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#WhoIsMuhammad Muslims take over Twitter to explain holy prophet's significance in Islam

Some Muslims formed the hashtag #WhoIsMuhammad which started trending on Twitter the same day 5 million copies of the French satirical magazine went on sale

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The latest issue of the Charlie Hebdo magazine shows a weeping Prophet Mohammed holding a “Je Suis Charlie” sign with a headline saying “Tout est pardonne”, French for “All is forgiven.” play

The latest issue of the Charlie Hebdo magazine shows a weeping Prophet Mohammed holding a “Je Suis Charlie” sign with a headline saying “Tout est pardonne”, French for “All is forgiven.”

(Charlie Hebdo)

In the wake of Charlie Hebdo shootings, Muslims around the world are using Twitter to re-establish the image of Prophet Muhammad, explaining his lifestyle to other Twitter users who are non-Muslims.

Some Muslims formed the hashtag #WhoIsMuhammad which started trending on Twitter the same day  5 million copies of the French satirical magazine went on sale depicting the 'crying Prophet' on its front cover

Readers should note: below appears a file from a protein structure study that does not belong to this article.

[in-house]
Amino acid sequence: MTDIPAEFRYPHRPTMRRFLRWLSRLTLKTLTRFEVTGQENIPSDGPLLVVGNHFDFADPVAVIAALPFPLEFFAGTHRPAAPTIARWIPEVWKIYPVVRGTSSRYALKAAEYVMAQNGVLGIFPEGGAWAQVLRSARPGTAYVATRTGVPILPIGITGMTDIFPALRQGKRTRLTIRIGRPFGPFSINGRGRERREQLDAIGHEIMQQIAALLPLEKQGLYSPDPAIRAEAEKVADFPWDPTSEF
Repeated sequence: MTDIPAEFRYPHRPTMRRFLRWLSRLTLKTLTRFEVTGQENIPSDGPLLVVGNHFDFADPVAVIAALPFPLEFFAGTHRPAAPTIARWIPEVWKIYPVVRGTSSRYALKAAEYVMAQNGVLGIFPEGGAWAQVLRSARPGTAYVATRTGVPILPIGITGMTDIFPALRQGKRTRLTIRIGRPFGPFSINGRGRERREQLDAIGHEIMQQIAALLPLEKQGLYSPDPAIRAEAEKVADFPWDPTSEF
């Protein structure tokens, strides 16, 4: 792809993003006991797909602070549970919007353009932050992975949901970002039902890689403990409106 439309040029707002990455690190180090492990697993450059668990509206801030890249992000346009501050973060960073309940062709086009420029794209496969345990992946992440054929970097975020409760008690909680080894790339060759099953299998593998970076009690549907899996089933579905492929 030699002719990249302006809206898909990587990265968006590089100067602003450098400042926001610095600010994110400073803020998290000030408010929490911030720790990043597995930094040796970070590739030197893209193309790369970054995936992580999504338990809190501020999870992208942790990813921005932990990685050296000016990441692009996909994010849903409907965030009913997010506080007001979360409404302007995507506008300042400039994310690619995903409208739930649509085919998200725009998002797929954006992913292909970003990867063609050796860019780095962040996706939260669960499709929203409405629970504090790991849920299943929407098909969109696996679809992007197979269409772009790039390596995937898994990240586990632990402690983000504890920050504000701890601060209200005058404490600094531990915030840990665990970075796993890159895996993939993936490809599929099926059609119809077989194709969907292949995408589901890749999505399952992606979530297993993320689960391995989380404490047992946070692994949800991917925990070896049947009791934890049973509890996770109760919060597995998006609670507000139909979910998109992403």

Orthodox Islamic doctrine forbids depiction of all prophets to prevent them becoming objects of idolatry.

A heated debate began once again about where the line between freedom of speech and offending religious sentiments should be drawn.

It would be recalled that the Kaouachi brothers who attacked the satirical magazine shouted: "We have avenged the Prophet Mohammed, we have avenged the Prophet Mohammed, we have killed Charlie Hebdo," shortly after they had gunned down the newspaper staffs.

Read several tweets below:

 

 

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